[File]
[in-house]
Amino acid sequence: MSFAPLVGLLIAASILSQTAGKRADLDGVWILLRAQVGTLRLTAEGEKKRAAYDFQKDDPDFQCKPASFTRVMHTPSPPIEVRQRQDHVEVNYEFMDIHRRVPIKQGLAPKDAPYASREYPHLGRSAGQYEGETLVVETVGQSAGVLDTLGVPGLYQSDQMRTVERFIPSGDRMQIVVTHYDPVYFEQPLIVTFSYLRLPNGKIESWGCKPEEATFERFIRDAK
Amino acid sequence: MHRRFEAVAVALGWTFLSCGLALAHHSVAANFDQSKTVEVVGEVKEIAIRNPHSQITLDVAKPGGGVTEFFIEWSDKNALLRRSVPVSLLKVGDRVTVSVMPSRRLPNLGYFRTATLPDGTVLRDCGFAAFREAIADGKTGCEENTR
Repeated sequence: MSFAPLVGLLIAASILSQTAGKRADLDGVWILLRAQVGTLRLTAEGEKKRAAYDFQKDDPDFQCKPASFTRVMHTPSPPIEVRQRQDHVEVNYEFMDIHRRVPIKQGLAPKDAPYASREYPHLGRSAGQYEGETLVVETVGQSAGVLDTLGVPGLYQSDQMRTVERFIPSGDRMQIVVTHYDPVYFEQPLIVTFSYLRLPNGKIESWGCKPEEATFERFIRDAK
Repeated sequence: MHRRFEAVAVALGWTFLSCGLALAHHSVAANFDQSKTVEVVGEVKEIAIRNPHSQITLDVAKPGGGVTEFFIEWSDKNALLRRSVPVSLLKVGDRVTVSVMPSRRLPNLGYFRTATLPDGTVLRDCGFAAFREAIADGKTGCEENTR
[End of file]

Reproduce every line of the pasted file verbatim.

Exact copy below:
[in-house]
Amino acid sequence: MSFAPLVGLLIAASILSQTAGKRADLDGVWILLRAQVGTLRLTAEGEKKRAAYDFQKDDPDFQCKPASFTRVMHTPSPPIEVRQRQDHVEVNYEFMDIHRRVPIKQGLAPKDAPYASREYPHLGRSAGQYEGETLVVETVGQSAGVLDTLGVPGLYQSDQMRTVERFIPSGDRMQIVVTHYDPVYFEQPLIVTFSYLRLPNGKIESWGCKPEEATFERFIRDAK
Amino acid sequence: MHRRFEAVAVALGWTFLSCGLALAHHSVAANFDQSKTVEVVGEVKEIAIRNPHSQITLDVAKPGGGVTEFFIEWSDKNALLRRSVPVSLLKVGDRVTVSVMPSRRLPNLGYFRTATLPDGTVLRDCGFAAFREAIADGKTGCEENTR
Repeated sequence: MSFAPLVGLLIAASILSQTAGKRADLDGVWILLRAQVGTLRLTAEGEKKRAAYDFQKDDPDFQCKPASFTRVMHTPSPPIEVRQRQDHVEVNYEFMDIHRRVPIKQGLAPKDAPYASREYPHLGRSAGQYEGETLVVETVGQSAGVLDTLGVPGLYQSDQMRTVERFIPSGDRMQIVVTHYDPVYFEQPLIVTFSYLRLPNGKIESWGCKPEEATFERFIRDAK
Repeated sequence: MHRRFEAVAVALGWTFLSCGLALAHHSVAANFDQSKTVEVVGEVKEIAIRNPHSQITLDVAKPGGGVTEFFIEWSDKNALLRRSVPVSLLKVGDRVTVSVMPSRRLPNLGYFRTATLPDGTVLRDCGFAAFREAIADGKTGCEENTR